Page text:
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2 Tips To Beat a Defenseman 1 on 1 | NHL Video Breakdown by Topher Scott

Brought to you by former Cornell standout and assistant coach Topher Scott of the Hockey Think Tank.

Beating a defenseman on a 1 on 1 off the rush can be one of the most exciting plays in hockey… or frustrating.

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There are fewer plays in a hockey game that get coaches fired up more than rush play on entries.  Consistent blue line turnovers can give coaches heartburn at a greater capacity than your spiciest of foods. 

So for players, it’s important to understand a couple little habits and nuances that can help your play on the rush.

Here are two tips to beat a defenseman on a 1 on 1:

1. Change of Speed and Direction

Nothing can get a defenseman off their angle or deter their ability to match your speed than when you change speed or direction. 

Crossing over to threaten the middle is a big one that can get the defenseman to crossover (a big no-no defensively on 1v1s).  That little change of direction can cause some pause in the defenseman’s game and screw up their footwork.

Change of speed is HUGE. Defensemen are always trying to have a good gap and match your speed as you come up the ice, so the more you can alter yours, the more difficult it is for them to play you honestly.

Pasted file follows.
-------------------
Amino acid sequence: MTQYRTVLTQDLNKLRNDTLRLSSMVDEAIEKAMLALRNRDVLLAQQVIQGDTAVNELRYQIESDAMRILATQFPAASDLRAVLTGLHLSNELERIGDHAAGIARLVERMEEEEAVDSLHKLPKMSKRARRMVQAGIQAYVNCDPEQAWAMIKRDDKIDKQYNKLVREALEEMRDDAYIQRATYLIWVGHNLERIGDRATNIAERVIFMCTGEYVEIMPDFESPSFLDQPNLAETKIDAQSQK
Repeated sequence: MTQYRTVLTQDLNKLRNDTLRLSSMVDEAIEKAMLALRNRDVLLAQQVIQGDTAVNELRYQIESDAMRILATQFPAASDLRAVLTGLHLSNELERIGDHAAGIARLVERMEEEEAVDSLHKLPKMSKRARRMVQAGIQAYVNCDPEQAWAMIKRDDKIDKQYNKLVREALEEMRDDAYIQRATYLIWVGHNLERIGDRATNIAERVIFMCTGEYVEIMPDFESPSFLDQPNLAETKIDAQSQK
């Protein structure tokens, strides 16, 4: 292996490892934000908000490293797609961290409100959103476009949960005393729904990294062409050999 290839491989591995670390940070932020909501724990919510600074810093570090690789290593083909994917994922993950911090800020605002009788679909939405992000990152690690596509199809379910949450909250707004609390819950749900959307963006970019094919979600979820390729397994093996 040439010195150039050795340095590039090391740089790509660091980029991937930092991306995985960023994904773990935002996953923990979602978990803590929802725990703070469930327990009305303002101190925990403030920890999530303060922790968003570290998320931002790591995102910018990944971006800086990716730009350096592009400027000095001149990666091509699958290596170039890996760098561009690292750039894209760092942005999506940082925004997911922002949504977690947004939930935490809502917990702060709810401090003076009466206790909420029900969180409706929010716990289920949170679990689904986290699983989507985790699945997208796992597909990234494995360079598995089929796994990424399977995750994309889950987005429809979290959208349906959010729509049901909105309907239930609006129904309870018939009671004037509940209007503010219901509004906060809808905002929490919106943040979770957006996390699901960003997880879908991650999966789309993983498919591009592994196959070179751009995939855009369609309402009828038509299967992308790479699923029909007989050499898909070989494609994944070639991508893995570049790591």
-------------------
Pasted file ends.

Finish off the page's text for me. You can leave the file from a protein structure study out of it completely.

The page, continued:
In the video above, I showcase two clips, one of Alex Debrincat of the Chicago Blackhawks and one of Josh Manson of the Anaheim Ducks, both of which do a great job of changing speeds.  They slow down causing the defender to have to slow down (and become more flat-footed) and then they turn on the jets wide to beat them and eventually score. 

Awesome plays by awesome players.

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2. Deception

The second great habit to use on your rush play deals with deception.  Let’s go back to Debrincat and Manson on the plays mentioned above…

You’ll notice that both players’ eyes are looking towards the middle of the ice before they change speeds and beat the defenseman wide.  These little subtle looks cause a pause in the defender as it puts another option in their head for what the players might do.

If the players just looked up ice, the defender would know they’re taking the puck wide.  But the eyes towards the middle keeps them honest.

Manson also uses great deception with his skating.  Granted, it’s 3v3 overtime so there’s much more space available, but he opens up his hips to make it seem like he’s going to pass towards the middle.  This causes the defender again some pause about a possible decision…giving that little hesitation that Manson needs to burn past him on the outside.

Rush play is crucial for a player’s game and for a team’s ability to win hockey games.  Hopefully these tips can help you out on the ice!

Find more great hockey coaching, tips, and insight from Topher Scott at the Hockey Think Tank website, Podcast, YouTube, and Facebook.

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